Taroudante - Mohamed Hilali, one of the leaders of the Movement for Unification and Reform, the ideological arm of Morocco’s Justice and Development Party (PJD), warned of the infiltration of the Shiite movement in Morocco.
Taroudante – Mohamed Hilali, one of the leaders of the Movement for Unification and Reform, the ideological arm of Morocco’s Justice and Development Party (PJD), warned of the infiltration of the Shiite movement in Morocco.
Hilali spoke against “attempts to institutionalize Shiite practices in Morocco through Human Rights excuses.”
The allegations from the religious leader came only four days after the creation of the “Progressive Messengers” association on April 16, by Moroccan Shiites in Tetouan.
At a press conference on the religious situation in Morocco between 2013 and 2015, held on April 20 in Rabat, Hilali said “Morocco is facing the danger of sectarian Shiite invasion after several attempts to regularize their practices by exploiting human rights.”
“We are for individual freedoms and religious freedoms, but we are concerned that Shiite invasion will lead to sectarian conflict,” he added.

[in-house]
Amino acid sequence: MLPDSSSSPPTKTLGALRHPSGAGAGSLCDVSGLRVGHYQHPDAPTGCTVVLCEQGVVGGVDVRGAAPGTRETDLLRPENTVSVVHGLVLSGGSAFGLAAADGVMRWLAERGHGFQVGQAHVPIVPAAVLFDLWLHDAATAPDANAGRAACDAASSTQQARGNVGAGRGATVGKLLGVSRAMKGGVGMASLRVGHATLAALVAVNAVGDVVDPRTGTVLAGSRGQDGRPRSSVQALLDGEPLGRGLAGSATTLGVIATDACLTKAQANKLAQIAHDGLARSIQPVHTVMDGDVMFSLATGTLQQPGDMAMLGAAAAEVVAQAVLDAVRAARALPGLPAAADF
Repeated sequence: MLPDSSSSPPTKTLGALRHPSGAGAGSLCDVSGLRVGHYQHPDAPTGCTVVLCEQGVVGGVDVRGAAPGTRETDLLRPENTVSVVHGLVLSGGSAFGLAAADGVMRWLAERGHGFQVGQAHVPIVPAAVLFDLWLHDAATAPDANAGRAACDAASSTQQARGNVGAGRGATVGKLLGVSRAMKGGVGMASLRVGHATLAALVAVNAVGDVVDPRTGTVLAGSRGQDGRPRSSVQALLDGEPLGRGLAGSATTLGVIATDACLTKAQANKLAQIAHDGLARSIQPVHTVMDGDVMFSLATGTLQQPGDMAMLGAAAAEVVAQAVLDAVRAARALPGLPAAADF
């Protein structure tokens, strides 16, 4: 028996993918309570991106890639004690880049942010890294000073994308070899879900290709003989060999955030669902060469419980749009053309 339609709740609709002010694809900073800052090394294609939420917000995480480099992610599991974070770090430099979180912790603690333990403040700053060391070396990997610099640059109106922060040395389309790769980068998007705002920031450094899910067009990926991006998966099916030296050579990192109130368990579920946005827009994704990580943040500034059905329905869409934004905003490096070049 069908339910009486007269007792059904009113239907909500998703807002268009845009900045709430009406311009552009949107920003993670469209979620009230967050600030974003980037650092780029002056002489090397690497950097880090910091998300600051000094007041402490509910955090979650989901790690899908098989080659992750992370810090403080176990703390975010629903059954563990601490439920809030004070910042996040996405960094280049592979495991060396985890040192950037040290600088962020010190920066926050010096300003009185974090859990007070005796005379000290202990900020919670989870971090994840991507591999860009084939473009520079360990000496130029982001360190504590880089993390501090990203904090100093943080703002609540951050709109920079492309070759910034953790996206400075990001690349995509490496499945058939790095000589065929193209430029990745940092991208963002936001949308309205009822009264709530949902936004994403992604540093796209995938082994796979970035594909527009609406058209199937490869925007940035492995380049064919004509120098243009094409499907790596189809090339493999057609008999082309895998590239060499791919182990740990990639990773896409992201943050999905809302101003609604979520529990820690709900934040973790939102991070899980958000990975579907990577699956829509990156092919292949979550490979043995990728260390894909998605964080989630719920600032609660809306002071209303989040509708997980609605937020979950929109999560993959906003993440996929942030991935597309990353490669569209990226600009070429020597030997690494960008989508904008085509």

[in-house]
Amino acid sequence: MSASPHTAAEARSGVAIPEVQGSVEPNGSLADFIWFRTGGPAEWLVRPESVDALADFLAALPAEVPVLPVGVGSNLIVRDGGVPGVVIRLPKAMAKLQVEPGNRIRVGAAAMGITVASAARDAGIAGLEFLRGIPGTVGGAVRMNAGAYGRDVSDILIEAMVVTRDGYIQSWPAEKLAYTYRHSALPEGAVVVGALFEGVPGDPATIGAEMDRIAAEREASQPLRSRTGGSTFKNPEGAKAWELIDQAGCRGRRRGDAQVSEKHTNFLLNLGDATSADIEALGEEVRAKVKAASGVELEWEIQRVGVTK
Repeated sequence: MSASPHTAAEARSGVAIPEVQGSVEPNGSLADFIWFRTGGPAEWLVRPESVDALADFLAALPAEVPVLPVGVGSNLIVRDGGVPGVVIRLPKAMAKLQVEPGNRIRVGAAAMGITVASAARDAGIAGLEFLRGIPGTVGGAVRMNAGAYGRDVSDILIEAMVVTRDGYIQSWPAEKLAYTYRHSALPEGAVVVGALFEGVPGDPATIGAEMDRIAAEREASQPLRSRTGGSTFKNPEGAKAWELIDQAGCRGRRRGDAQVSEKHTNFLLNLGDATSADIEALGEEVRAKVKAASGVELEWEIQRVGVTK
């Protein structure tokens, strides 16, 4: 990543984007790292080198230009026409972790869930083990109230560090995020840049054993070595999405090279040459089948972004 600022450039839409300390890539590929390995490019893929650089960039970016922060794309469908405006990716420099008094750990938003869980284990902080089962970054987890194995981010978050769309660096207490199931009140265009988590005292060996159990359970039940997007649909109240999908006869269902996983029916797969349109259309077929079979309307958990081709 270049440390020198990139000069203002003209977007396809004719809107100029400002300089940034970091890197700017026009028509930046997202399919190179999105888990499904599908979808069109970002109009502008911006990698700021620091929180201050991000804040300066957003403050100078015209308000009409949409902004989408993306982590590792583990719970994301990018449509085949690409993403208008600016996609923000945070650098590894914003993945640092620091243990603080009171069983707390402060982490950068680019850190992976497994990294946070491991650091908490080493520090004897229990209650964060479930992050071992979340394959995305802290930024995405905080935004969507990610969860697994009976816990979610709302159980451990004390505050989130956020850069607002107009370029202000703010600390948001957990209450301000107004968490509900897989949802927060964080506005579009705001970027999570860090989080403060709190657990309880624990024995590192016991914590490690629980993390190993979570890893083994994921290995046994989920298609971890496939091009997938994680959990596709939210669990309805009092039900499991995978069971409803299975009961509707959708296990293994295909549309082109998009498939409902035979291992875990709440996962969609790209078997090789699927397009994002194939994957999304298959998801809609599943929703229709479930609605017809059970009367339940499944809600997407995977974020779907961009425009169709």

The leader of the Movement for Unification and Reform launched a violent attack on Hezbollah in Lebanon, which he described as the “gang that destroyed Lebanon” and a “threat to neighboring countries.”
Hilali also likened Iran to ISIS saying, “There is no difference between Iran and Daesh, record this on my personal responsibility. Iran represents a sectarian threat to the region.”
The “anti-Shia” campaign in Morocco also comes in the wake of the release of a classified report by the South African Intelligence Agency (NIA) last year. The report outlined the efforts made by Iran to export the Iranian revolution principles and stir up Shia Muslim groups in several African countries – including Morocco – through the use of a variety of organizations that are concerned with materializing Iranian objectives in the continent.
Following the founding of a Shiite group called “Al-Khat al-Rissali for Studies and Publishing” in the northern city of Tangier, the Sunni-Shia controversy in Morocco has intensified. The group was the target of harsh criticism from many Moroccan Salafi groups which deemed the presence of such group in the kingdom as destabilizing the “religious security of Moroccans and contributes in fracturing unity and weakening the Moroccan national fabric.”
Hilali said that the supervision of the Royal Institution in Morocco on religious affairs is one of the advantages of the Moroccan religiosity, highlighting that King Mohammed VI, the commander of the faithful, ensures that no party or group monopolize the religion.
Morocco’s recent religious reforms presented a unique and internationally acclaimed example of an authentic, tolerant and open practice of Islam based on the Ashaari doctrine and the Malikite School of jurisprudence.